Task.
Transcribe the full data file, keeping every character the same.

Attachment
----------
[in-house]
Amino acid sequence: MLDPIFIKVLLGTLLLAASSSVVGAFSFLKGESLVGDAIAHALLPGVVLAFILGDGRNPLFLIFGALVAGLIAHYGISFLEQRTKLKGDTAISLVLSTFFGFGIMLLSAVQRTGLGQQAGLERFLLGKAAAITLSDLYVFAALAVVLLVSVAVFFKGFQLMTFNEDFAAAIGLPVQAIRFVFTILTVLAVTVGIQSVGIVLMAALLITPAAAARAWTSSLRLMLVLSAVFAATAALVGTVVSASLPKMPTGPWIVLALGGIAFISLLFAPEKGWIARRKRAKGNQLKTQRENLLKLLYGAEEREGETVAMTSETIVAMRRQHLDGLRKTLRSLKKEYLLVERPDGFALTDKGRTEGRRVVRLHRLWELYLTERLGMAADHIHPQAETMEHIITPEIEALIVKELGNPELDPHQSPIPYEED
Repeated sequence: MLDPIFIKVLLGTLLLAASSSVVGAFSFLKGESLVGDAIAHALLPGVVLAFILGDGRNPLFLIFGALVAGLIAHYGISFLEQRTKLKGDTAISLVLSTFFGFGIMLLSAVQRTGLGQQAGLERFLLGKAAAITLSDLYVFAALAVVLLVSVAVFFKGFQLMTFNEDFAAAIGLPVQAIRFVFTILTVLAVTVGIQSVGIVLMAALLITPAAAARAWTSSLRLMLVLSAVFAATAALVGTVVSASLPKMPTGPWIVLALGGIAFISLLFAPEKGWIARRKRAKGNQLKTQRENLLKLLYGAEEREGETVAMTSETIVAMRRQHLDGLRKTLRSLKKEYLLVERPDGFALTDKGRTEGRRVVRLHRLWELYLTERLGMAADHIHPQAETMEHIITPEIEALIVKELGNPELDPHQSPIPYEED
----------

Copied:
[in-house]
Amino acid sequence: MLDPIFIKVLLGTLLLAASSSVVGAFSFLKGESLVGDAIAHALLPGVVLAFILGDGRNPLFLIFGALVAGLIAHYGISFLEQRTKLKGDTAISLVLSTFFGFGIMLLSAVQRTGLGQQAGLERFLLGKAAAITLSDLYVFAALAVVLLVSVAVFFKGFQLMTFNEDFAAAIGLPVQAIRFVFTILTVLAVTVGIQSVGIVLMAALLITPAAAARAWTSSLRLMLVLSAVFAATAALVGTVVSASLPKMPTGPWIVLALGGIAFISLLFAPEKGWIARRKRAKGNQLKTQRENLLKLLYGAEEREGETVAMTSETIVAMRRQHLDGLRKTLRSLKKEYLLVERPDGFALTDKGRTEGRRVVRLHRLWELYLTERLGMAADHIHPQAETMEHIITPEIEALIVKELGNPELDPHQSPIPYEED
Repeated sequence: MLDPIFIKVLLGTLLLAASSSVVGAFSFLKGESLVGDAIAHALLPGVVLAFILGDGRNPLFLIFGALVAGLIAHYGISFLEQRTKLKGDTAISLVLSTFFGFGIMLLSAVQRTGLGQQAGLERFLLGKAAAITLSDLYVFAALAVVLLVSVAVFFKGFQLMTFNEDFAAAIGLPVQAIRFVFTILTVLAVTVGIQSVGIVLMAALLITPAAAARAWTSSLRLMLVLSAVFAATAALVGTVVSASLPKMPTGPWIVLALGGIAFISLLFAPEKGWIARRKRAKGNQLKTQRENLLKLLYGAEEREGETVAMTSETIVAMRRQHLDGLRKTLRSLKKEYLLVERPDGFALTDKGRTEGRRVVRLHRLWELYLTERLGMAADHIHPQAETMEHIITPEIEALIVKELGNPELDPHQSPIPYEED